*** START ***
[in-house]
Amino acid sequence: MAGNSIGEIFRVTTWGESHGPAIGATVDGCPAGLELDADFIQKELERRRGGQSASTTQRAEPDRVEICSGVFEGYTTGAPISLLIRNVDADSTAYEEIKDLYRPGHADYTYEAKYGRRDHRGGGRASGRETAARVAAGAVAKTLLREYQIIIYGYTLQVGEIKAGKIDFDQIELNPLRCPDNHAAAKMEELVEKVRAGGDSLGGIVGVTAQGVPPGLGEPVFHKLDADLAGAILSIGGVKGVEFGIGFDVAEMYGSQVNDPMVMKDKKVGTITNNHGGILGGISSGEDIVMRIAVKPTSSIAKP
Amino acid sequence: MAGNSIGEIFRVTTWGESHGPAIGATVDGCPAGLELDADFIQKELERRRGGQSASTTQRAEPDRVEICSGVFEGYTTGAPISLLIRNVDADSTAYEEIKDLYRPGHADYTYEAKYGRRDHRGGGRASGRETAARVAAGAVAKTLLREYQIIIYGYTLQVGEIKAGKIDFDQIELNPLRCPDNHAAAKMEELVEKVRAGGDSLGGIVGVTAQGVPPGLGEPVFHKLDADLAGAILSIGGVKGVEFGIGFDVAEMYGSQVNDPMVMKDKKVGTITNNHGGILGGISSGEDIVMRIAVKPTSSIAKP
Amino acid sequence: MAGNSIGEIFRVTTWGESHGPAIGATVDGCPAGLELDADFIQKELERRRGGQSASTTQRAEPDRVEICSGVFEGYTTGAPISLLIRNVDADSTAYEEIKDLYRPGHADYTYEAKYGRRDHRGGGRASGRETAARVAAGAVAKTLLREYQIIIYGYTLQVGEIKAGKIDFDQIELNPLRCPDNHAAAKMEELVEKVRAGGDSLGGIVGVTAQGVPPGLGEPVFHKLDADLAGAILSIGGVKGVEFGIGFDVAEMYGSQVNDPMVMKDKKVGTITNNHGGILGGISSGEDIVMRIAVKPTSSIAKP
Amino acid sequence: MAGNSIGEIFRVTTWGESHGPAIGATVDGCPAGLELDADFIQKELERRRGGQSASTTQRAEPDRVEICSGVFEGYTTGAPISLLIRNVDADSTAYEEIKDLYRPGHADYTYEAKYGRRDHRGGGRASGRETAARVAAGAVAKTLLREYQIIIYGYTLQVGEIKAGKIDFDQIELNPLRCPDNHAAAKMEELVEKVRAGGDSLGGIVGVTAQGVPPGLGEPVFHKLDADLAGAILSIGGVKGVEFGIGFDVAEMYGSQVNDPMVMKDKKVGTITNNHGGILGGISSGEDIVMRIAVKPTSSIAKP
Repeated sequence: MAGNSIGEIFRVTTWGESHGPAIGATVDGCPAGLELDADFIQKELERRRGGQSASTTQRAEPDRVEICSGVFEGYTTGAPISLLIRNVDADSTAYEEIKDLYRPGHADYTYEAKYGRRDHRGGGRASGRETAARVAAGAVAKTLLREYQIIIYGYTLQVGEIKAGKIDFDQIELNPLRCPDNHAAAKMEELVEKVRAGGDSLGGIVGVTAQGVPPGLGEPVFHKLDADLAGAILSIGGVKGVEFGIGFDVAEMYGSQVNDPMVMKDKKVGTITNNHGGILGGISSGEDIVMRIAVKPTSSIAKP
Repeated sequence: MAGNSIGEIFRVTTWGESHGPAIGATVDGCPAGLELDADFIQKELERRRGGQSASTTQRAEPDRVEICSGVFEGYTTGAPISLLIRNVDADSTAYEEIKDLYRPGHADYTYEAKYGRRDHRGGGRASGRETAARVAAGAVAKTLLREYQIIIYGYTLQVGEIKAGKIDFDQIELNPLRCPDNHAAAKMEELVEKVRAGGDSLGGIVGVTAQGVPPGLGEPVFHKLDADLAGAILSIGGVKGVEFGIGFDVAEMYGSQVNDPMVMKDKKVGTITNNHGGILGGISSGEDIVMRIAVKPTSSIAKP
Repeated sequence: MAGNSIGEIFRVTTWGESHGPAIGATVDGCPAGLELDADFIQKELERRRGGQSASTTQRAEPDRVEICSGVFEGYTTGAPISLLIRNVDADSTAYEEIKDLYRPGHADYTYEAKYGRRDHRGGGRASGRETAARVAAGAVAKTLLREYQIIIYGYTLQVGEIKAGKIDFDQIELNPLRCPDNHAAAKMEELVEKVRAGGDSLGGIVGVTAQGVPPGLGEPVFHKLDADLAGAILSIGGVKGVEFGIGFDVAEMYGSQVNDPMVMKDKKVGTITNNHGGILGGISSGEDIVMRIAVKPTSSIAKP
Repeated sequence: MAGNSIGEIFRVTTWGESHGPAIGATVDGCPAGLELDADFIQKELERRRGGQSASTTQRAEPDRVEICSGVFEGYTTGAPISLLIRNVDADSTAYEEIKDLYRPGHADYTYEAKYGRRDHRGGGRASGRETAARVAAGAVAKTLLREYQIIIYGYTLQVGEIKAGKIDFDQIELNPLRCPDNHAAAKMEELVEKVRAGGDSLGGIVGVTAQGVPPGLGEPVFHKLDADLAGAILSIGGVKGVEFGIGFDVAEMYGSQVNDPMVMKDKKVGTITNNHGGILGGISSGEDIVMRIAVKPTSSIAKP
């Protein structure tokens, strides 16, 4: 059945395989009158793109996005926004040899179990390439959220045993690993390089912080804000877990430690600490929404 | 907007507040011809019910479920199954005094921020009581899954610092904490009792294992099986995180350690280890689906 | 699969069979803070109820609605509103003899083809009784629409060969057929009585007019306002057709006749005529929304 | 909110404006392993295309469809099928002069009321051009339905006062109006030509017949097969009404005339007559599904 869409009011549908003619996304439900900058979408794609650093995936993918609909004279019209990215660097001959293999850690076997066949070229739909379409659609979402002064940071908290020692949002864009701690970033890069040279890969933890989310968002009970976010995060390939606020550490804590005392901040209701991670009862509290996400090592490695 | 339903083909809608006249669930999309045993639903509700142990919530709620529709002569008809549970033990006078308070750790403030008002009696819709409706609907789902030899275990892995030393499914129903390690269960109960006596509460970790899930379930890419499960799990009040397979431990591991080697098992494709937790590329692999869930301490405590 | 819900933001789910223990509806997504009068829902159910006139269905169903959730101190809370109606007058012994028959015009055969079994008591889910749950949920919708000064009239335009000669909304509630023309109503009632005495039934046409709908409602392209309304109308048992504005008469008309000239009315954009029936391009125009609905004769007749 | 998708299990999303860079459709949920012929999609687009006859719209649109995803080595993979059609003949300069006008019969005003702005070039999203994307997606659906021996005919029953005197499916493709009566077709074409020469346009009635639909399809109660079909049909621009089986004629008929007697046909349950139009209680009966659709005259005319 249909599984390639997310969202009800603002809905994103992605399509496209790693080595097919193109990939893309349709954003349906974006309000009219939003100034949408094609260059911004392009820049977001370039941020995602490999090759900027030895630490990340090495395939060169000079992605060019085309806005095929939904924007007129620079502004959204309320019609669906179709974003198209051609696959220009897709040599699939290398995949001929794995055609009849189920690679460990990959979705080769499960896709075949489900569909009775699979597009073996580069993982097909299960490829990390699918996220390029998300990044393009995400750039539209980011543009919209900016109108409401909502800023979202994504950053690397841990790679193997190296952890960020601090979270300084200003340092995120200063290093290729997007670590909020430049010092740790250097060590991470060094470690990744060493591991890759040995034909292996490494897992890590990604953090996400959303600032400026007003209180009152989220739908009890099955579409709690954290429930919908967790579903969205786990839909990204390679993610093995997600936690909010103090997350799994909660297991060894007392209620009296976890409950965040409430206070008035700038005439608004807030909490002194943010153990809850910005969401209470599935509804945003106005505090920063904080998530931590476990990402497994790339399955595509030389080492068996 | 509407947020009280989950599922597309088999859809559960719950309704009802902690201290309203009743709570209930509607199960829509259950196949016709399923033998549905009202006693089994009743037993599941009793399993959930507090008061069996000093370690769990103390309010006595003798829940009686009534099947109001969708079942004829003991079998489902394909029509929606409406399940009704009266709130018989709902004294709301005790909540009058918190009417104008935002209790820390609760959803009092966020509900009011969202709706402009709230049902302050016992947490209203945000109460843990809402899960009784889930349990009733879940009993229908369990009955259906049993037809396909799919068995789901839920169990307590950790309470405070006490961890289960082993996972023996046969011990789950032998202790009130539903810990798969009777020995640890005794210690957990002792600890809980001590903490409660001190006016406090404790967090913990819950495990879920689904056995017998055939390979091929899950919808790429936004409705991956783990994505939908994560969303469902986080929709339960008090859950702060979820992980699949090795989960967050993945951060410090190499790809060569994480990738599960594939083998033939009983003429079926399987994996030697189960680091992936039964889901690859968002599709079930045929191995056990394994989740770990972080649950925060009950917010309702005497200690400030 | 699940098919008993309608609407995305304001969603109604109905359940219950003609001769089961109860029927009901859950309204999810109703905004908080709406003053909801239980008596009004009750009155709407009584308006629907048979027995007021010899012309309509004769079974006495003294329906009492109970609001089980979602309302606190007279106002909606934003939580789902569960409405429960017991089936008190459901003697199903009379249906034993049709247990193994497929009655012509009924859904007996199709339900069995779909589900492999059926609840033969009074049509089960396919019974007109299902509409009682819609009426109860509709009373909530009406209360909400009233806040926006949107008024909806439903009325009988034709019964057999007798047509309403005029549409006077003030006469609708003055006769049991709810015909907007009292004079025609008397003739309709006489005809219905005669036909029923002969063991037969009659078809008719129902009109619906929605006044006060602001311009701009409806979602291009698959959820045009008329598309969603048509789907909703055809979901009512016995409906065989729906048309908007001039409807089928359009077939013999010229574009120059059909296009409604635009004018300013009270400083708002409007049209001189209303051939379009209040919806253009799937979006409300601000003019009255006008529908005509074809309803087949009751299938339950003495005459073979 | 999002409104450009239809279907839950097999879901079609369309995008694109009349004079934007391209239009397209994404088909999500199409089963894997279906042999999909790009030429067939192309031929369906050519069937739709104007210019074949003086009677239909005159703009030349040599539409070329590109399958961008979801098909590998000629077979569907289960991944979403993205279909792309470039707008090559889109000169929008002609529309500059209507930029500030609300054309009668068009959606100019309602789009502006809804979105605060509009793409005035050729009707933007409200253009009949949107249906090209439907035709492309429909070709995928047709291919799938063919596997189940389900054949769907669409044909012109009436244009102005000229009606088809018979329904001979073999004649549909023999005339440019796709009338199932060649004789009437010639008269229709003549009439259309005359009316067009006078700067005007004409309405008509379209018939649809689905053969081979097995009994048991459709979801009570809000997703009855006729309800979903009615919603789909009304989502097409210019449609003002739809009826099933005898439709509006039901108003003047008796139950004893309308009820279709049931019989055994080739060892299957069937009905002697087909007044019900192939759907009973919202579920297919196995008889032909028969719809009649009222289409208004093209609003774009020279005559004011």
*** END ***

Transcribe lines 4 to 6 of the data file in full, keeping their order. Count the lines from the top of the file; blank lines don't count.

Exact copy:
Amino acid sequence: MAGNSIGEIFRVTTWGESHGPAIGATVDGCPAGLELDADFIQKELERRRGGQSASTTQRAEPDRVEICSGVFEGYTTGAPISLLIRNVDADSTAYEEIKDLYRPGHADYTYEAKYGRRDHRGGGRASGRETAARVAAGAVAKTLLREYQIIIYGYTLQVGEIKAGKIDFDQIELNPLRCPDNHAAAKMEELVEKVRAGGDSLGGIVGVTAQGVPPGLGEPVFHKLDADLAGAILSIGGVKGVEFGIGFDVAEMYGSQVNDPMVMKDKKVGTITNNHGGILGGISSGEDIVMRIAVKPTSSIAKP
Amino acid sequence: MAGNSIGEIFRVTTWGESHGPAIGATVDGCPAGLELDADFIQKELERRRGGQSASTTQRAEPDRVEICSGVFEGYTTGAPISLLIRNVDADSTAYEEIKDLYRPGHADYTYEAKYGRRDHRGGGRASGRETAARVAAGAVAKTLLREYQIIIYGYTLQVGEIKAGKIDFDQIELNPLRCPDNHAAAKMEELVEKVRAGGDSLGGIVGVTAQGVPPGLGEPVFHKLDADLAGAILSIGGVKGVEFGIGFDVAEMYGSQVNDPMVMKDKKVGTITNNHGGILGGISSGEDIVMRIAVKPTSSIAKP
Repeated sequence: MAGNSIGEIFRVTTWGESHGPAIGATVDGCPAGLELDADFIQKELERRRGGQSASTTQRAEPDRVEICSGVFEGYTTGAPISLLIRNVDADSTAYEEIKDLYRPGHADYTYEAKYGRRDHRGGGRASGRETAARVAAGAVAKTLLREYQIIIYGYTLQVGEIKAGKIDFDQIELNPLRCPDNHAAAKMEELVEKVRAGGDSLGGIVGVTAQGVPPGLGEPVFHKLDADLAGAILSIGGVKGVEFGIGFDVAEMYGSQVNDPMVMKDKKVGTITNNHGGILGGISSGEDIVMRIAVKPTSSIAKP